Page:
Now I Run

Photo 28-09-2013 09 58 28

In the last few weeks, there has been one significant change in my life: I run now. That’s a thing that I do. Twice a week, in fact. What might seem inevitable (it’s kind of a Kennedy thing), never felt that way when I was standing at the sidelines watching my parents and brother racing. If I had a penny for every time someone has asked me, “So when are you going to start running?”, a whole lot of people would have had pennies thrown at them. NEVER. I’m not athletic, I’m not competitive, I’m not interested.

Now I must sit here and eat my words. I don’t really know what prompted me to suggest to my mum that we go for a run, but at last those box fresh trainers that Dad had optimistically bought me years earlier were seeing the light of day!

I have the incredibly good fortune of having two parents who know running well enough that I’m well looked after (“Do your stretches.” / “Can’t I just lay down and cry?”). Both my mum and dad have been incredibly generous and patient with me, giving up Saturday and Wednesday mornings respectively to keep me company. I don’t think I could do it without the motivation of their support and encouragement at the moment. It’s a bonding exercise (ha, literally!) – when I’m not swearing in a fit of running rage. I really am sorry about that, Mum.

Of course, it hurts. I think I’ve had stitch every single time. For the first two or three weeks, I couldn’t talk at all because I had to focus on controlling my breathing for the entire duration. I am suddenly very aware of every muscle in my body at the end. Once Mum asked me what kind of pain I was in and I replied, “It feels like a Teletubby cut a hole out of my stomach to stick a TV in.” On reflection, I’m as sceptical over the accuracy of that statement as she was.

I think the moment I realised that there was a difference between pain and injury was the biggest breakthrough I’ve had. Stopping doesn’t make a stitch go away so you might as well keep running. So I do. And I’m so used to it now, it doesn’t hurt in the same way. I’ve made peace with the discomfort. At the end, if I’m not in some discomfort then I know I haven’t pushed myself and don’t feel happy with what I’ve done. Is that normal? There was one particular week where I felt like I’d run really slowly, and it had been a little bit of an obstacle course (due to lots of puddles and fallen trees) so I’d never found a rhythm, but at the end I pushed so hard because I knew it’d make me feel like it had been worth coming out. There was a very determined mantra of, “One foot in front of the other” running through my mind throughout that. That’s all it is, one foot in front of the other. Mum commented that she was glad my stubbornness had finally come to some use.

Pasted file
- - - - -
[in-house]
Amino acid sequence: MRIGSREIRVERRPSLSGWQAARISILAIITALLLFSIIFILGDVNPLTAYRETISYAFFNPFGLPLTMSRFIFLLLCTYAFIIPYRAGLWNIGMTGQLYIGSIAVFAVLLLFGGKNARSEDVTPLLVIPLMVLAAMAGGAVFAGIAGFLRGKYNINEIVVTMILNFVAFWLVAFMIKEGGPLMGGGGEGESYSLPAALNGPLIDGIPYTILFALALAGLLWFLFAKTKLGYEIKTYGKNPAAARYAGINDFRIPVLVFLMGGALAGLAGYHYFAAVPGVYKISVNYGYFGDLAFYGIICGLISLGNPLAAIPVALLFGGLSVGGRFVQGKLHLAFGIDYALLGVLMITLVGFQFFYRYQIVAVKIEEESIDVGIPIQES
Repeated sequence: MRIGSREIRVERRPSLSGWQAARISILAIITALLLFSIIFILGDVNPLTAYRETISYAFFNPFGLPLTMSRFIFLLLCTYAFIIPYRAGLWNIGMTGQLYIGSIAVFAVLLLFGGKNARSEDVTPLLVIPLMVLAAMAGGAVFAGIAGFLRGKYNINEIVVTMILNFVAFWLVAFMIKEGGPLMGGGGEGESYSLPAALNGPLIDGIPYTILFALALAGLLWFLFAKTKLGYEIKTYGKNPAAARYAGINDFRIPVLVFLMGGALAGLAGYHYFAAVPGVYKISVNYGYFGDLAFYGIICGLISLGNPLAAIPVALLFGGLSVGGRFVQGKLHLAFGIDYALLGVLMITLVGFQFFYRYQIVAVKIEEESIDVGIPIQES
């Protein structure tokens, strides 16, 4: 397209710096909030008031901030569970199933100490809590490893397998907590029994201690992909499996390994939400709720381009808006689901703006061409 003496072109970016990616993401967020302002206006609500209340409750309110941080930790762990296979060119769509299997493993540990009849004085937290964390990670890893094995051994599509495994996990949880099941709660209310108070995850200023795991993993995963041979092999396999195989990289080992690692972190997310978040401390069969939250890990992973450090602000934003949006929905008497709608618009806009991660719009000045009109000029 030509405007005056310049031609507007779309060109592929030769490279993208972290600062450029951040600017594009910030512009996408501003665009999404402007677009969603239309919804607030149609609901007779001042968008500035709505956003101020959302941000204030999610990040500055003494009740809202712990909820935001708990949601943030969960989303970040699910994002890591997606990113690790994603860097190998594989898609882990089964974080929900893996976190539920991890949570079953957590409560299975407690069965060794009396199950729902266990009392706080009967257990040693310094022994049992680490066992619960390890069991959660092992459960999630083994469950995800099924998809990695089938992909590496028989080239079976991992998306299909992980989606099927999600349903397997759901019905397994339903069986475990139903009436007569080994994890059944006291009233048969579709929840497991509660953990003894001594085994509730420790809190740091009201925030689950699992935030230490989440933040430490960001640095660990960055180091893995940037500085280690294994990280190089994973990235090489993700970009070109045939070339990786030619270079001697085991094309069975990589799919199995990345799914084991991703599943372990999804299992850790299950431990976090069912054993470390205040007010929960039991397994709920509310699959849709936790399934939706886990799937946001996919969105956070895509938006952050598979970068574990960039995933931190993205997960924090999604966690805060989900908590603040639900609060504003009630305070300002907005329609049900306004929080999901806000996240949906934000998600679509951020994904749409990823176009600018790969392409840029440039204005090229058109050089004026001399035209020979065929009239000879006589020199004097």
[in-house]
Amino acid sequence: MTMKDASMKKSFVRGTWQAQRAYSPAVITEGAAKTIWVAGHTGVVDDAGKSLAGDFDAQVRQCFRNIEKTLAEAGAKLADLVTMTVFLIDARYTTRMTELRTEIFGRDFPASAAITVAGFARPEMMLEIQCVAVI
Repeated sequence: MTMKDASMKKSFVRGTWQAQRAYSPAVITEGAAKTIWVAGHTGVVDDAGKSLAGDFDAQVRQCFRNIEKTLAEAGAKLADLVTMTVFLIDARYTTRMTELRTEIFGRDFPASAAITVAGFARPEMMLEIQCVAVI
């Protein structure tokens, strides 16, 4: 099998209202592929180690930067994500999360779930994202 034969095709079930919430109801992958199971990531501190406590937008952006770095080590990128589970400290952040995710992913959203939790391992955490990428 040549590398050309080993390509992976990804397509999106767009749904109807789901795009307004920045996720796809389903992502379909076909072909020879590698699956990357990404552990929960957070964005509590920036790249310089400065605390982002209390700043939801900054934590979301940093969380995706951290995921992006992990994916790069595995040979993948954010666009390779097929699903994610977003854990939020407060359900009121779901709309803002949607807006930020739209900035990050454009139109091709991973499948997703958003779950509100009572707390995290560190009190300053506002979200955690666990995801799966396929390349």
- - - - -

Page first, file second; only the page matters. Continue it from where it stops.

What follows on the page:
The thing that always put me off tying up the laces of my blindingly white trainers and getting out there – all of that pain – is now part of the draw. I enjoy my Wednesdays and Saturdays more than any other day because it’s a perfect way to start a day – fresh air and a guiltless break from uni work! I’ve been running two miles on each outing. For me, that’s challenging. But I plan to keep challenging myself. Hopefully soon what I find challenging won’t sound quite so pathetic. I’m not trying to break any records. I just want to feel fit and healthy. And I’m feeling more so with every jog. I can even (kind of) hold a conversation when we’re running now.

It’s also made me appreciate more how incredible Mum and Dad’s achievements are. Right now, the thought of a third mile makes me tremble, let alone a 26th! They’re amazing (read: insane). As well as the crazy parents, two weeks ago I watched my little brother claim his biggest win yet: a 10 mile race on home turf, in a mere 56:52. The boy’s a machine! A running machine! It was a really wonderful day, though, and those crazy parents were beaming. You can even read all of my dad’s proud dad feelings in his write-up of that day.

It’s been a good few weeks so far. I’m hoping I can do a Parkrun soon – something laidback to start me off. I’m optimistic that I’ll be sticking with this running lark, thanks to my parents’ unwavering support. And also because it would probably be super embarrassing to make a blog post about it and then stop. Besides, it’s fun!